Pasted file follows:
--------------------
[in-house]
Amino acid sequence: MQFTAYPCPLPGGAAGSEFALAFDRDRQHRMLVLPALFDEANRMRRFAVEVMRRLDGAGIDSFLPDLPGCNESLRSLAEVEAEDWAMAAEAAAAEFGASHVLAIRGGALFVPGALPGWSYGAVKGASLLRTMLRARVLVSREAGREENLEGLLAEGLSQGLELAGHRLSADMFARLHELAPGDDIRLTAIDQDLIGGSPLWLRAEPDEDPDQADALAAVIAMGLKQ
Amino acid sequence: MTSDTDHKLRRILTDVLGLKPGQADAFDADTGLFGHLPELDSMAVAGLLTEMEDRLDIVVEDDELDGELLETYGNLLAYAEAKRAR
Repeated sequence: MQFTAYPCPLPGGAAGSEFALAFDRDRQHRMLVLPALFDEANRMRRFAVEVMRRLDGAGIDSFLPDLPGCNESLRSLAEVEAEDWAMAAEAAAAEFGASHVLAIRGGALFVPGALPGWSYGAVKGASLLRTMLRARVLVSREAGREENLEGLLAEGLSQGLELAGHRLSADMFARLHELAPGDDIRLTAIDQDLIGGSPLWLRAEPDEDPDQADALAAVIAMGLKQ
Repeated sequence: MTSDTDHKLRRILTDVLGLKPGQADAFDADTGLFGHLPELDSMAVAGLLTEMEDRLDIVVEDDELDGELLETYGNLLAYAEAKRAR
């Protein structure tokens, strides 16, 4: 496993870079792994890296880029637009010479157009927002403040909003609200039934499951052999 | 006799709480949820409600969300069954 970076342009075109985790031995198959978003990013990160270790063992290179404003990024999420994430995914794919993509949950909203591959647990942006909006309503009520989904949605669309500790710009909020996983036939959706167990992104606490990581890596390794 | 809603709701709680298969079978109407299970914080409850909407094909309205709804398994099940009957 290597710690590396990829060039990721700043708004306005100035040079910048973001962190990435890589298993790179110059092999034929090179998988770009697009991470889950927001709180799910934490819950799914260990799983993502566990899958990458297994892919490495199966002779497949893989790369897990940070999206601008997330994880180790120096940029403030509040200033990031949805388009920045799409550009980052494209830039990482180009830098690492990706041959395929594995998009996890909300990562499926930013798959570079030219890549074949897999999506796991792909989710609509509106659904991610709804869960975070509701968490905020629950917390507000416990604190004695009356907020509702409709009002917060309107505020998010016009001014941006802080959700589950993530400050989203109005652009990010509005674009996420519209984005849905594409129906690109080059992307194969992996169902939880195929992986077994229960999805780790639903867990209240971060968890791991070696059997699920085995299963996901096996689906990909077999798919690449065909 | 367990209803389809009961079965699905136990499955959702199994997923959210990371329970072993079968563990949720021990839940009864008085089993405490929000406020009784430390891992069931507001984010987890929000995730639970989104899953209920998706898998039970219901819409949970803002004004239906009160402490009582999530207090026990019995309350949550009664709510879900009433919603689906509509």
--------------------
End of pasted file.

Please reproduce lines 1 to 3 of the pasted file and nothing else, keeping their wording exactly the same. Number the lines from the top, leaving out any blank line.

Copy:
[in-house]
Amino acid sequence: MQFTAYPCPLPGGAAGSEFALAFDRDRQHRMLVLPALFDEANRMRRFAVEVMRRLDGAGIDSFLPDLPGCNESLRSLAEVEAEDWAMAAEAAAAEFGASHVLAIRGGALFVPGALPGWSYGAVKGASLLRTMLRARVLVSREAGREENLEGLLAEGLSQGLELAGHRLSADMFARLHELAPGDDIRLTAIDQDLIGGSPLWLRAEPDEDPDQADALAAVIAMGLKQ
Amino acid sequence: MTSDTDHKLRRILTDVLGLKPGQADAFDADTGLFGHLPELDSMAVAGLLTEMEDRLDIVVEDDELDGELLETYGNLLAYAEAKRAR